Little Houses on the Black River
- Project: Little Houses on the Black River
- Location: Hällefors, Sweden
- Year: 2006
- Participating Schools: Parsons School of Design BFA Product Design Jr. Furniture Studio; St. Etienne School of Art and Design (France); Konstfack University College of Arts, Craft and Design (Sweden)
- Parsons Faculty and Staff: Tony Whitfield (Chair), Keith Doyle, Robert Kirkbride, Stefanie Kubanek, William Newhouse
- Parsons Students: Nara Almeida, Veronica Choi, Kimberly Fischer, Mauricio Gomez, Nicolas Guzman, Jeon Mi Hong, Carissa Lo, Sara Musselman, Ethan Tseng, Joseph Whang, and Alexander Yoo
- Photography: Robert Kirkbride
- Exhibited at: ICFF 2006 (NYC); St. Etienne Biennale 2006
- Award: Editors’ Choice Award for Best Design School Entry, 2006 International Contemporary Furniture Fair (NYC)
Conceived as a collaboration among students and faculty from Parsons, Konstfack and St. Etienne, Little Houses on the Black River was developed across the 2005-06 academic year to explore potentials of sustainable shelter. In need of temporary housing for designers, scholars and visitors, the House of Design (Formens Hus) sponsored a proposal by Tony Whitfield (Chair, Parsons BFA Product Design) and Lars Wieselgren (Manager, Formens Hus) to design and construct seasonal dwellings on a former industrial railway bridge over the Black River. This site offers visitors a reminder of the town’s industrial heritage, while serving as a model for the adaptive reuse of existing infrastructure. The existing bridge and its rails also provided a ready-made foundation for the new dwellings, minimizing the ecological impact of construction.
Drawing inspiration from Swedish garden-cabins (friggebodar), small multi-use structures of approximately 10m2, students designed and manufactured two self-sustaining artist-in-residence dwellings and furnishings. Teams from Parsons and St. Etienne each developed one mobile sleeping/resting car, while Konstfack students devised provisions to equip inhabitants for their stay. The Parsons dwelling unit, which was developed in Junior Furniture Design and Prototyping studios led by Stefanie Kubanek, Keith Doyle, and myself, was conceived as a kit-of-parts to be palletized, retailed, and potentially deployed in circumstances of natural and manmade disasters.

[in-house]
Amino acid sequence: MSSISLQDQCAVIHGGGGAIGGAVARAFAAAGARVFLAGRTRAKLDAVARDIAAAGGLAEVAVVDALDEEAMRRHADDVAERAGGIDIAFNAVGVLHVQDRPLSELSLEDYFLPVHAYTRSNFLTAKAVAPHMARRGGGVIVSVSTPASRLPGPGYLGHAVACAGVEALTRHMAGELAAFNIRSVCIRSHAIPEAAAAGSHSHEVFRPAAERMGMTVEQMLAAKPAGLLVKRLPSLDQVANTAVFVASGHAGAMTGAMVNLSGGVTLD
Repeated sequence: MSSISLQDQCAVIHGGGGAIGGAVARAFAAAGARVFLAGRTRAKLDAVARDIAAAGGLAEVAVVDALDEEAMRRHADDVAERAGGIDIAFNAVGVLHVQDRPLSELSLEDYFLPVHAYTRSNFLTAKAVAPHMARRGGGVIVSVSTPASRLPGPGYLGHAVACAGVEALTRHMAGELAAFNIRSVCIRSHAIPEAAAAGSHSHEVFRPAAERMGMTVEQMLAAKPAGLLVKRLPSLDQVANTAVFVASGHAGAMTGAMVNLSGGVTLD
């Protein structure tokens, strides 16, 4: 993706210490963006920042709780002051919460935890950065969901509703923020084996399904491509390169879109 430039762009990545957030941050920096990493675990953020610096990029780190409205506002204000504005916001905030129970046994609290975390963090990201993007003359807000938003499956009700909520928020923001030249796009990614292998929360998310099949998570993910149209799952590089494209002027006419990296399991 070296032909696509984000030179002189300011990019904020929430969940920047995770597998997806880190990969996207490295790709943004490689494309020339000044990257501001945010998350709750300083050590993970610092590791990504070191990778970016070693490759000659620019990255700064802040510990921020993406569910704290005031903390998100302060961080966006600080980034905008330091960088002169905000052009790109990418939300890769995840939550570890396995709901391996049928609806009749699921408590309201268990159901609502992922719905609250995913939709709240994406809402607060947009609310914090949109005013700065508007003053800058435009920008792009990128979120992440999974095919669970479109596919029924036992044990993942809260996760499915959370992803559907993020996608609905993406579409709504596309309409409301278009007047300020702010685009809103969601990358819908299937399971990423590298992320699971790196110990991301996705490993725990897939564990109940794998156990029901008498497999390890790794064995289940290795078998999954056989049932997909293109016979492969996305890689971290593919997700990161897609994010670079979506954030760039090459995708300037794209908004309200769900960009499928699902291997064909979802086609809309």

A third structure, the Hällefors Gatehouse, or “wet unit,” provided residents with a 10m2 shared kitchen, dining/work area, shower and a waterless Danfo toilet. This structure was designed by me, based on a program determined with students and faculty in an intensive design-build timeline. The three structures and their supporting deck, built directly onto the existing rails, were installed in ten days by Parsons faculty and staff. As such, the project pursued the notion of sustainability in a zone between traditional practices of architecture and product design, through an integration of “universal” product and immediate context (site and cultural memory), with the aim to unite regional wisdom with global concerns.
Prior to its construction in Sweden, the Parsons mobile unit was first installed at the International Contemporary Furniture Fair (ICFF) in New York City in May 2006, where it received the Editors’ Choice Award for Best Design School Entry. Two weeks later, students and faculty gathered in Sweden, where we constructed and installed the small cluster of dwellings under the auspices of the midsummer Scandinavian sun, with sponsorship from the Formens Hus, IKEA, and local manufacturers. Later that year, the project was exhibited in the 2006 St. Etienne Biennale. I’ve written further about the Little Houses project in the article “Upstream/Downstream,” and it has been featured in the books Tiny Houses, and Spacecraft as well as the journals C3, Metropolis, Mark Magazine, Azure, surface, and Metropolitan Home.